Game Preservation SIG Roundtable


The SIG in the IGDA I put the most time into – the Preservation SIG. I also put these notes up here, and are just basically mirrored here.



These are notes from Andrew Armstrong, taking into account both the more private (~6 person) meeting, and public Preservation SIG roundtable at GDC 2009.

Immediate takeaways/to do points are listed below (summarising the meeting), along with general notes from discussion points raised in the meeting.



  • Possibly draw up a standard legal form for donations
  • Contributions/Donations could have some Asian entries added, and will be then publicised. Kyoto and check with Jo Barwick.
  • News will be likely altered to better fit the SIG. Will call for some ideas on this.


  • Get onto the SIG emulator creators.
  • IGDA Standards and effort to get frontdoor archivist roles at companies, to prevent “Locked door” scenarios.
  • Information for the legal issues involved – for donations, bankruptcy, ownership, when companies are dead, digital copies.
  • Standards of preservation – run off the virtual world methodology.
  • SIG collaboration:
    • SIG Histories – area-specific histories (such as the “History of Accessibility”) or the SIG’s own history. Example: Women in Games SIG – women in early videogames.
    • Creating a canon list of games, and a set of resources, for education (of developers and for educational people with students)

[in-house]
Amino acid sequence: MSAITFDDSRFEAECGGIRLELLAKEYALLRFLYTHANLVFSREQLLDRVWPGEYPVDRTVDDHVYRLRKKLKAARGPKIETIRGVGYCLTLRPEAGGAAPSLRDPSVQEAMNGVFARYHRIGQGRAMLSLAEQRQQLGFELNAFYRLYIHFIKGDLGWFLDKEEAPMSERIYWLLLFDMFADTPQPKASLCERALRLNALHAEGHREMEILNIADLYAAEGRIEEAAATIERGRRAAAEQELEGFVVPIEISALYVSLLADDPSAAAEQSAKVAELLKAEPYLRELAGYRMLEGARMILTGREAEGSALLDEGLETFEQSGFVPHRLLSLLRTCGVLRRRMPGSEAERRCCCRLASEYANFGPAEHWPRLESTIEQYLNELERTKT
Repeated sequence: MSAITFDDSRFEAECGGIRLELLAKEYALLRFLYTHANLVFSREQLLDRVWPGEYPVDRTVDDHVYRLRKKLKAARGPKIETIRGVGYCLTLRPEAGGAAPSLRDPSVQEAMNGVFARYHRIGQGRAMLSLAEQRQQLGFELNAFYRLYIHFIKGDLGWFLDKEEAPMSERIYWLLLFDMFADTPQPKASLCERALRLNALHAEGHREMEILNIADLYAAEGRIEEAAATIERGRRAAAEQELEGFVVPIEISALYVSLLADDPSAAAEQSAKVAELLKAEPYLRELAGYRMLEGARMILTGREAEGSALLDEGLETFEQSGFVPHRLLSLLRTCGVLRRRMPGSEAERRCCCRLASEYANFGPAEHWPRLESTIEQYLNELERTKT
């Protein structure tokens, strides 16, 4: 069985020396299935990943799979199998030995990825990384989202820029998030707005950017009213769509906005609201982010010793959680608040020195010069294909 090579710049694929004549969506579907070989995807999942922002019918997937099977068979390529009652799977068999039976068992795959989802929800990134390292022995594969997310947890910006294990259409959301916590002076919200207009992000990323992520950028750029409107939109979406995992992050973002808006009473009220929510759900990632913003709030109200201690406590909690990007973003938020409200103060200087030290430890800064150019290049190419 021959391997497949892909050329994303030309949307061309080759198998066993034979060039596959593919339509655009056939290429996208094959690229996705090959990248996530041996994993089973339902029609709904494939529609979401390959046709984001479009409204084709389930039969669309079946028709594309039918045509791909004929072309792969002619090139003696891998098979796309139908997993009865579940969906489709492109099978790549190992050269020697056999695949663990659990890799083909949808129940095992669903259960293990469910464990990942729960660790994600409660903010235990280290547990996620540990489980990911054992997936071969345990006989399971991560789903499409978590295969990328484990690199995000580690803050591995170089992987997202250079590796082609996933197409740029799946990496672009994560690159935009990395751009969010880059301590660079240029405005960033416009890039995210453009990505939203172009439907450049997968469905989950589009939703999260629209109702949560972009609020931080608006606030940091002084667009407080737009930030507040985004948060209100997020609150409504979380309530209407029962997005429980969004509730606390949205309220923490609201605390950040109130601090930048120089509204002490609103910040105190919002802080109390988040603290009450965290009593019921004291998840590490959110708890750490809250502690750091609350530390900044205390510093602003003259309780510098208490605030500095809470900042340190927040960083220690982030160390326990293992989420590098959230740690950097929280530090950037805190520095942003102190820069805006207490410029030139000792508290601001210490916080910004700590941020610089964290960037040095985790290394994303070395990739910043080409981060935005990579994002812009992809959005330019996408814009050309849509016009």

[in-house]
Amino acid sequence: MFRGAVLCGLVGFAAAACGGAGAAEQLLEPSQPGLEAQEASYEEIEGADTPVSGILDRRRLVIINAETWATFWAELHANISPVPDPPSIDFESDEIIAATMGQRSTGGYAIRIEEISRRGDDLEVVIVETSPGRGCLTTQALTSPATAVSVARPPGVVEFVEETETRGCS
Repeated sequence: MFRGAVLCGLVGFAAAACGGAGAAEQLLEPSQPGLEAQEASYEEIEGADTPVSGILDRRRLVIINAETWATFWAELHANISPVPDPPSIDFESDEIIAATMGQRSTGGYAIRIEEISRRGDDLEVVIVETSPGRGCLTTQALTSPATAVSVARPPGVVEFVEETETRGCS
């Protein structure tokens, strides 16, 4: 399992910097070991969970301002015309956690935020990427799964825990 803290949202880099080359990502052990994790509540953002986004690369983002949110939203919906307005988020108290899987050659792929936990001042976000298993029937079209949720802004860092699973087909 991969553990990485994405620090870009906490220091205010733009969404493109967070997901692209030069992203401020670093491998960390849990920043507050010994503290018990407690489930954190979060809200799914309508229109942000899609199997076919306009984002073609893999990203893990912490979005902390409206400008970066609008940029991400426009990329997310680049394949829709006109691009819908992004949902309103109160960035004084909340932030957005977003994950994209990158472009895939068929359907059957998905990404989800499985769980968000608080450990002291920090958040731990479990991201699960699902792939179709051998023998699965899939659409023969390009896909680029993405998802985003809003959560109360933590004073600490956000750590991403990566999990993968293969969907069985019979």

• White Paper 2009 – standards for preserving things.

Roundtable Details

~15 attendee’s to the roundtable.

Some of the different parts of the SIG and it’s work were detailed:

  • White paper released and hard copy shown
  • Memorials project run by Devin Monnens
  • News and updates of external projects – KEEP Project in Europe, the Strong Museum of Play opening it’s Videogames exhibit, the National Videogame Archive opening in the UK.
  • New SIG logo, wiki and site progress

The discussion of the roundtable then varied between projects, concerns and a few ideas of things to do. This is basically a cut down transcript and set of notes mainly in chronological order.

The KEEP Project was detailed by a member of the European Game Developer Federation (I think) – there’s an event on the 19th of May in Sweden to do with it. The KEEP Project was a culturally motivated project, which is how the funding was put together from the EU.

Japan was brought up – there are a few places, at Ritsumeikan and the East of Japan National Library. Not much in the way of progress recently news-wise.

Preservation via. emulation was discussed – a point about getting into the SIG the emulator creators was put forwards as a way to get them in contact with archives and developers.

From a developer – there is a lot of material developers want to hang on to – but a lot to donate too. Hard time whittling it down. Legal and tax implications are interesting. Had Jason Scott offer to scan 1-3 3” binders for each game made. Less need from the developers POV to keep the original paper documents once it is scanned and they have a digital copy, this making it available to archive. This was echoed by a few others, who want to have copies but not necessarily physical copies.

There are also legal barriers to donating things. “I’d like to but it seems like it is illegal” – do laws like that apply to university collections? Can the legal guidelines be outlined?

  • Silicon valley archives would be empty if people don’t donate things – not much going to companies and asking them. One area which is a problem is source code and is when companies are necessary for permission.
  • Keeping some things illegally due to contacts saying not allowed to keep copies. Leaving it up to the companies is not a good idea of course (coming from developers!).